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Using Over-the-Counter Cough and Cold Products in Children

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On Oct. 8, 2008, the Food and Drug Administration (FDA) released a statement that supports recent voluntary actions by many drug manufacturers regarding the use of nonprescription, over-the-counter (OTC) cough and cold products in children.

The voluntary actions announced by the Consumer Healthcare Products Association (CHPA) are intended to help prevent and reduce the misuse of these products in children and to better inform consumers about their safe and effective use. CHPA represents most of the manufacturers of these products.

Members of CHPA have volunteered to modify the product labels of OTC cough and cold medicines to state "do not use" in children under 4 years of age. (Many of the products currently state "do not use" in children under 2 years of age.) Additionally, the manufacturers are introducing new child-resistant packaging and new measuring devices for use with the products.

CHPA's voluntary actions will not affect the availability of the medicines, but will result in a transition period where the instructions for using some OTC cough and cold medicines in children will be different from others. Some product instructions will state "do not use" in children under 4 years of age, while others will instruct not to use in children under 2 years of age.

FDA does not typically request that OTC products with previous labeling be removed from the shelves during a voluntary label change such as this one. The agency recommends following the dosage instructions and warnings on the label that accompanies the medication if you have or buy a product that does not have the voluntarily modified labeling.

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Recent FDA Actions

  • FDA has held two public meetings over the past year on the safe use of nonprescription OTC cough and cold medicines in children. The most recent meeting on Oct. 2, 2008, focused on labeling of these products.
  • FDA issued a nationwide Public Health Advisory in January 2008 recommending that these products not be used in children under the age of 2 because of the risk of serious and potentially life-threatening side effects.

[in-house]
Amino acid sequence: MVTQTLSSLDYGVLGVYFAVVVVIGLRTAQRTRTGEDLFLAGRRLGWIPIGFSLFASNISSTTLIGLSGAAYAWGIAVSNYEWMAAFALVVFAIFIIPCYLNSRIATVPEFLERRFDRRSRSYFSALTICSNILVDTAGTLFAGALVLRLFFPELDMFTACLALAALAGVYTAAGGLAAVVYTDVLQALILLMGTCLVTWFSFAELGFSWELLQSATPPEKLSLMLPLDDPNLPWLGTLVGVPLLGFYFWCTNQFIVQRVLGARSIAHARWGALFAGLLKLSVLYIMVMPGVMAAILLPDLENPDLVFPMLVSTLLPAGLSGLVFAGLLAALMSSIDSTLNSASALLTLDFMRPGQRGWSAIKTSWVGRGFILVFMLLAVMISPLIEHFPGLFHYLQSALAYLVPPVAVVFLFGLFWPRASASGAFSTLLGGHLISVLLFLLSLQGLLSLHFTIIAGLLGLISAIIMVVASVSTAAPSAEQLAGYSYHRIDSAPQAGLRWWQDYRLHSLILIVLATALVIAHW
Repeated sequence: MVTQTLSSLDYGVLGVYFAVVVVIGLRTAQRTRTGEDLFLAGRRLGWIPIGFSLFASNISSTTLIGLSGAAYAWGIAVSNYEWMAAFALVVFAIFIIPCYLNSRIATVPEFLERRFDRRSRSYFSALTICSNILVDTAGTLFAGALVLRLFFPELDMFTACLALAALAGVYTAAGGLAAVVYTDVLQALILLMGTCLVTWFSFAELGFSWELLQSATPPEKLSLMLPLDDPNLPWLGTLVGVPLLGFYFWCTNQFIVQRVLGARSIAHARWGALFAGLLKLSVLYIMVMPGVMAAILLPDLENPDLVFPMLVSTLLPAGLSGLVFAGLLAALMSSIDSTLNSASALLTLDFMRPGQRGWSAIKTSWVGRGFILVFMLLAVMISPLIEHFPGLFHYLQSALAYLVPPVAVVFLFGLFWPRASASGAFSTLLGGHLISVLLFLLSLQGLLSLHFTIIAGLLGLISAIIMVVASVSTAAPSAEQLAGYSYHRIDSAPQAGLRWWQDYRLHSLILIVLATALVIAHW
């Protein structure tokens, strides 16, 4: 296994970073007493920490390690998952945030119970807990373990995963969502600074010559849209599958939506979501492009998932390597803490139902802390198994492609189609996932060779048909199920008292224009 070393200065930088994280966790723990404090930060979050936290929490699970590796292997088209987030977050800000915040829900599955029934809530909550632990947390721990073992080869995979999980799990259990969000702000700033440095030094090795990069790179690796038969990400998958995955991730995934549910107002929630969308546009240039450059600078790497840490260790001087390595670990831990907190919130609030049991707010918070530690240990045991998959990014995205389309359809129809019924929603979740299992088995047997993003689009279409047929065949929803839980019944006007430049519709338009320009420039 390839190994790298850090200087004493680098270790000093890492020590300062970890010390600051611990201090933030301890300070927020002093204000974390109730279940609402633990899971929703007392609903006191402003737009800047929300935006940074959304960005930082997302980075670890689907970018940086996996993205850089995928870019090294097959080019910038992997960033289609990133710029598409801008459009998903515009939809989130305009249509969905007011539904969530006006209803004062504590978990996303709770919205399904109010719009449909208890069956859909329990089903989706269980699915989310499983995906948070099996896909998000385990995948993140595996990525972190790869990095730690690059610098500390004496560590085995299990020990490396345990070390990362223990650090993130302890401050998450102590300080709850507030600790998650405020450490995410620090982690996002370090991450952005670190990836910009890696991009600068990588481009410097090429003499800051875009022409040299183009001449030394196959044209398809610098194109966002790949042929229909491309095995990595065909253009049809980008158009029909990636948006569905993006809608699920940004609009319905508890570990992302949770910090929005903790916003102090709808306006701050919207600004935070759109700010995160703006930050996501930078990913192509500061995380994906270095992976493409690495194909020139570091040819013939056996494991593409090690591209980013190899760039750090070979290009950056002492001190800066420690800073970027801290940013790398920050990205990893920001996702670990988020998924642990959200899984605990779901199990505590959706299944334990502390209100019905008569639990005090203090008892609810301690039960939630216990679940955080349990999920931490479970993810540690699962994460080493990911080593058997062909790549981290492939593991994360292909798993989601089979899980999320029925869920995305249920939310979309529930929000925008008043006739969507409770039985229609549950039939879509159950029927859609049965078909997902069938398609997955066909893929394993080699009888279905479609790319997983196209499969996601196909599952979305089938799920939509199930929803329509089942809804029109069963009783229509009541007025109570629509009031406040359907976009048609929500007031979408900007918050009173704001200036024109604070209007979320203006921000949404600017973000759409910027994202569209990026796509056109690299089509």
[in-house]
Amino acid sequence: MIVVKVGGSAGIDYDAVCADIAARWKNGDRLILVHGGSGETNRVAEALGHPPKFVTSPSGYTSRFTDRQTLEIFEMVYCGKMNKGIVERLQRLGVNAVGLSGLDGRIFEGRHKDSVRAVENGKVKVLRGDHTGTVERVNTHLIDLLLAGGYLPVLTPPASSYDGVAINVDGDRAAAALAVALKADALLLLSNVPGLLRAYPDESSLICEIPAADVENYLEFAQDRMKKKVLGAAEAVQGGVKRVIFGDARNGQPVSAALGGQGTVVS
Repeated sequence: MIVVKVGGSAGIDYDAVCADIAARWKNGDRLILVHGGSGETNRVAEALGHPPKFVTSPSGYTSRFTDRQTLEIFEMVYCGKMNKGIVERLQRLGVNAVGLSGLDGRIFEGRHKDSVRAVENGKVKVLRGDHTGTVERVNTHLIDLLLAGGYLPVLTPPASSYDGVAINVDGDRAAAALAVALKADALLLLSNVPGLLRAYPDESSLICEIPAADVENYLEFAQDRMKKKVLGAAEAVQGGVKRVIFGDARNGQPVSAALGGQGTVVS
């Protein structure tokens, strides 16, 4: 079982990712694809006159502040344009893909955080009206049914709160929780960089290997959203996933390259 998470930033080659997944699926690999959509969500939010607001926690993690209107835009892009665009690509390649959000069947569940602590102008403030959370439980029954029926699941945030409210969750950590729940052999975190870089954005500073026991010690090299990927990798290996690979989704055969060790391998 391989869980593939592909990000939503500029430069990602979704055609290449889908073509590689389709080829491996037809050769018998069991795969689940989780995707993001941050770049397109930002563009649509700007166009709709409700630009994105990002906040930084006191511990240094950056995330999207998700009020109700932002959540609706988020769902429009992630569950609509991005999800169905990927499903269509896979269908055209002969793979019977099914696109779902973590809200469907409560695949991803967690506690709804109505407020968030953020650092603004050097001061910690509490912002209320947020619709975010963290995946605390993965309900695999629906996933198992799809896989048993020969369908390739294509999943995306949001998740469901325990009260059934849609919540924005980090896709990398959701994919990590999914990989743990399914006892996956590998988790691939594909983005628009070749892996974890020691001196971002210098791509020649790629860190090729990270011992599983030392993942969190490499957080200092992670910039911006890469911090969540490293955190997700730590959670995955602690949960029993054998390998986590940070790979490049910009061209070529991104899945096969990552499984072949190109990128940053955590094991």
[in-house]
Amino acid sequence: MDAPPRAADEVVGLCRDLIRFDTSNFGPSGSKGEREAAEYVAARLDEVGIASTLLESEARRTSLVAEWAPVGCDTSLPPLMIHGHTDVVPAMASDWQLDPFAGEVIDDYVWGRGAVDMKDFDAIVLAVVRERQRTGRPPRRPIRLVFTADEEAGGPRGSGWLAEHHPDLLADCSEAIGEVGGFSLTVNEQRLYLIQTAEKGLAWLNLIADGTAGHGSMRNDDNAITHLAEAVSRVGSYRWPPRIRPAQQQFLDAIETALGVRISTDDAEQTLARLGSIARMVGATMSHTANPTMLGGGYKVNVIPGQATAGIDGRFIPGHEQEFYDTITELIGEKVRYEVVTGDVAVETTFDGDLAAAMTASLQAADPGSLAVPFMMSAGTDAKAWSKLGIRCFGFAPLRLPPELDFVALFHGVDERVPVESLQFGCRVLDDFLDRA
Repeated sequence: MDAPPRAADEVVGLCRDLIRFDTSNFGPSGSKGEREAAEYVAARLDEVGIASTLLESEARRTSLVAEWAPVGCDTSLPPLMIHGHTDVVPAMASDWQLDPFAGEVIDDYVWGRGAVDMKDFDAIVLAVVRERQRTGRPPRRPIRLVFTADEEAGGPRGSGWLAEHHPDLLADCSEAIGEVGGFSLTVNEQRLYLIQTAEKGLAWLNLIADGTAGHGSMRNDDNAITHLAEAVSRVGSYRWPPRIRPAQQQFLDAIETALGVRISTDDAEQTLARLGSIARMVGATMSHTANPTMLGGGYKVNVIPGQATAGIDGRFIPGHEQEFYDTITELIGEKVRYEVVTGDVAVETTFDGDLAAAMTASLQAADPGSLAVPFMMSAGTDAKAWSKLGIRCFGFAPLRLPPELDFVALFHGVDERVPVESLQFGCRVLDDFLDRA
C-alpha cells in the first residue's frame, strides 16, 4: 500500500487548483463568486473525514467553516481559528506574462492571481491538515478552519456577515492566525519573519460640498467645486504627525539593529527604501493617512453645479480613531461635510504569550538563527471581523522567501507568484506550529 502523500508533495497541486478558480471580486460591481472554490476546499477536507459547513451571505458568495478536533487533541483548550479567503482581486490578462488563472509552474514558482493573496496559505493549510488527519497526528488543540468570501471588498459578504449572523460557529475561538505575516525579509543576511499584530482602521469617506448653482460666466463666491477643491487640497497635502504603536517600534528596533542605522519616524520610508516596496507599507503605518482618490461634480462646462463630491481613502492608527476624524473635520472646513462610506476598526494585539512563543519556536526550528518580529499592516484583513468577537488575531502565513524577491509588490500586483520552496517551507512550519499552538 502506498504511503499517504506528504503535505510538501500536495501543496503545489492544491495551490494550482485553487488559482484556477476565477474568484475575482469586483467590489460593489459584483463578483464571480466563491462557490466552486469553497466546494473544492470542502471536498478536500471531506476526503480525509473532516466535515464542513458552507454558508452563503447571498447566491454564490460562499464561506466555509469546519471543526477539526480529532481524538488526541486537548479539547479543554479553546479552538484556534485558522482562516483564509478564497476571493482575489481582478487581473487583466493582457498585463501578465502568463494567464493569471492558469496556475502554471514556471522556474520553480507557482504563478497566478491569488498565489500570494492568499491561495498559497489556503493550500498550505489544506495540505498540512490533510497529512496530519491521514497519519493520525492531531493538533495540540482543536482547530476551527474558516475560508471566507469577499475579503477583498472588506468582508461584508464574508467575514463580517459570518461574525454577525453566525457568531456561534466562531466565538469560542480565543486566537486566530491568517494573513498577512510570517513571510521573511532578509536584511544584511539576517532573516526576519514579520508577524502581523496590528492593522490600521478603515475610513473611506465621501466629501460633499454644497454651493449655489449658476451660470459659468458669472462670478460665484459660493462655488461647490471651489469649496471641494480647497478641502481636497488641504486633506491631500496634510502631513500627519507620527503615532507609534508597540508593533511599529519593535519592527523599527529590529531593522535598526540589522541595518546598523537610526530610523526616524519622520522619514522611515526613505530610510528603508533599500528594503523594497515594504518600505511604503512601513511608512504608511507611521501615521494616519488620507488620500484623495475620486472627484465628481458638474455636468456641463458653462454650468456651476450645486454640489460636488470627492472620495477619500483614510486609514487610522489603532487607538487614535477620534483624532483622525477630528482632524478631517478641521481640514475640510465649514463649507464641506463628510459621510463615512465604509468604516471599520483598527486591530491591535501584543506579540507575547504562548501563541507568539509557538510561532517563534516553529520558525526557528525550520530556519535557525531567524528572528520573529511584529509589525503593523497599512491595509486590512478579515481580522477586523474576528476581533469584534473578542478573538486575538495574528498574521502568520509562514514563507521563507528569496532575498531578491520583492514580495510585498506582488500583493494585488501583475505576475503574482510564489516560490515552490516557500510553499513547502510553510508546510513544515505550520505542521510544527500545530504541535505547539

• FDA continues to reach out to other public health agencies, consumer and patient groups, drug manufacturers, CHPA, and the scientific community. As it obtains more up-to-date information and scientific data about the safety and effectiveness of these products in children, FDA can take the appropriate regulatory steps moving forward.

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Tips for Parents and Caregivers

  1. Do not give children medications labeled only for adults.
  2. Talk to your health care professional, such as your doctor or pharmacist, if you have any questions about using cough or cold medicines in children.
  3. Choose OTC cough and cold medicines with child-resistant safety caps, when available. After each use, make sure to close the cap tightly and store the medicines out of the sight and reach of children.
  4. Check the "active ingredients" section of the "Drug Facts" label of the medicines that you choose. This section will help you understand what symptoms the active ingredients in the medicine are intended to treat. Cough and cold medicines often have more than one active ingredient, such as an antihistamine, a decongestant, a cough suppressant, an expectorant, or a pain reliever and fever reducer.
  5. Be very careful if you are giving more than one medicine to a child. Make sure the medicines do not have the same type of active ingredients. For example, do not give a child more than one medicine that has a decongestant. If you use two medicines that have the same or similar active ingredients, your child could be harmed by getting too much of an ingredient.
  6. Carefully follow the directions for how to use the medicine in the "Drug Facts" part of the label. These directions tell you how much medicine to give and how often you can give it. If you have a question about how to use the medicine, ask your pharmacist or other health care professional. Overuse or misuse of these products can lead to serious and potentially life-threatening side effects, such as rapid heartbeat, drowsiness, breathing problems, and seizures.
  7. Only use measuring devices that come with the medicine or those specially made for measuring drugs. Do not use household spoons to measure medicines for children because household spoons come in different sizes and are not meant for measuring medicines.
  8. Understand that using OTC cough and cold medicines does not cure the cold or cough. These medicines only treat your child's symptoms, such as runny nose, congestion, fever, and aches. They do not shorten the length of time your child is sick.

This article appears on FDA's Consumer Update page, which features the latest on all FDA-regulated products.

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Date Posted: October 22, 2008

For more about food, medicine, cosmetic safety and other topics for your health, visit FDA.gov/ForConsumers.
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